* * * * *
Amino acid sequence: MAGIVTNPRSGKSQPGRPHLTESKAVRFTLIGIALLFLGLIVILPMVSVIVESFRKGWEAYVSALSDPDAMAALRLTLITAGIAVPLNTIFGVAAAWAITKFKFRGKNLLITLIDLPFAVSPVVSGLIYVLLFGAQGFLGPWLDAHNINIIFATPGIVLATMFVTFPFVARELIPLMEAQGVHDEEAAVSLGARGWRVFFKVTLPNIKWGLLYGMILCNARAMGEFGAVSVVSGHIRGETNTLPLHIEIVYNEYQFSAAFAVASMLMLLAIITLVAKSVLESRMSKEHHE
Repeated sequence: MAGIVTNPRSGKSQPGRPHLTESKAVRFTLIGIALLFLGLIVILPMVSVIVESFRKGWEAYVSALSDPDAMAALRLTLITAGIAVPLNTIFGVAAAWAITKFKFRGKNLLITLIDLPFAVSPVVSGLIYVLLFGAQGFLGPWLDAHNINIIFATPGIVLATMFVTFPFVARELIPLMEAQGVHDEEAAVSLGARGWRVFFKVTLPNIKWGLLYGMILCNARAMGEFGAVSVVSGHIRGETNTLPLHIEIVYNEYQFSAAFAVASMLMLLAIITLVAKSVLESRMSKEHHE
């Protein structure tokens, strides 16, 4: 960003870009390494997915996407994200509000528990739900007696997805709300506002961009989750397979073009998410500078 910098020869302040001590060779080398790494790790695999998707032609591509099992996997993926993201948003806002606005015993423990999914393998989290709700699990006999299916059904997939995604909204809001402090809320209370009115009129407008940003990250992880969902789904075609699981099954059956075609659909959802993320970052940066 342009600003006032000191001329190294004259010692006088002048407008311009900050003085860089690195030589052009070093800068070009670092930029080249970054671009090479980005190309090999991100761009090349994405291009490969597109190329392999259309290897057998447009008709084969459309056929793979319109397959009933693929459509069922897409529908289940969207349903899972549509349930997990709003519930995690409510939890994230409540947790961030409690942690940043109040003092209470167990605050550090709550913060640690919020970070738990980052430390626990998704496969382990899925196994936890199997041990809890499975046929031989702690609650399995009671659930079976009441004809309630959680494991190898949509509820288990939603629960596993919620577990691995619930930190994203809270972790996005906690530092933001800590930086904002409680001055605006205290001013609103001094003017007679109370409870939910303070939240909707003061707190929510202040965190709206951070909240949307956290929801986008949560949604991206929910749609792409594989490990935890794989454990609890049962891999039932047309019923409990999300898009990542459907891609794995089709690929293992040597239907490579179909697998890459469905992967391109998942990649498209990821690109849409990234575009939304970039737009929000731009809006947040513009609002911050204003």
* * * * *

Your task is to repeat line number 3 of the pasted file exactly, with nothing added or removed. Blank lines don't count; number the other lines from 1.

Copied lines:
């Protein structure tokens, strides 16, 4: 960003870009390494997915996407994200509000528990739900007696997805709300506002961009989750397979073009998410500078 910098020869302040001590060779080398790494790790695999998707032609591509099992996997993926993201948003806002606005015993423990999914393998989290709700699990006999299916059904997939995604909204809001402090809320209370009115009129407008940003990250992880969902789904075609699981099954059956075609659909959802993320970052940066 342009600003006032000191001329190294004259010692006088002048407008311009900050003085860089690195030589052009070093800068070009670092930029080249970054671009090479980005190309090999991100761009090349994405291009490969597109190329392999259309290897057998447009008709084969459309056929793979319109397959009933693929459509069922897409529908289940969207349903899972549509349930997990709003519930995690409510939890994230409540947790961030409690942690940043109040003092209470167990605050550090709550913060640690919020970070738990980052430390626990998704496969382990899925196994936890199997041990809890499975046929031989702690609650399995009671659930079976009441004809309630959680494991190898949509509820288990939603629960596993919620577990691995619930930190994203809270972790996005906690530092933001800590930086904002409680001055605006205290001013609103001094003017007679109370409870939910303070939240909707003061707190929510202040965190709206951070909240949307956290929801986008949560949604991206929910749609792409594989490990935890794989454990609890049962891999039932047309019923409990999300898009990542459907891609794995089709690929293992040597239907490579179909697998890459469905992967391109998942990649498209990821690109849409990234575009939304970039737009929000731009809006947040513009609002911050204003």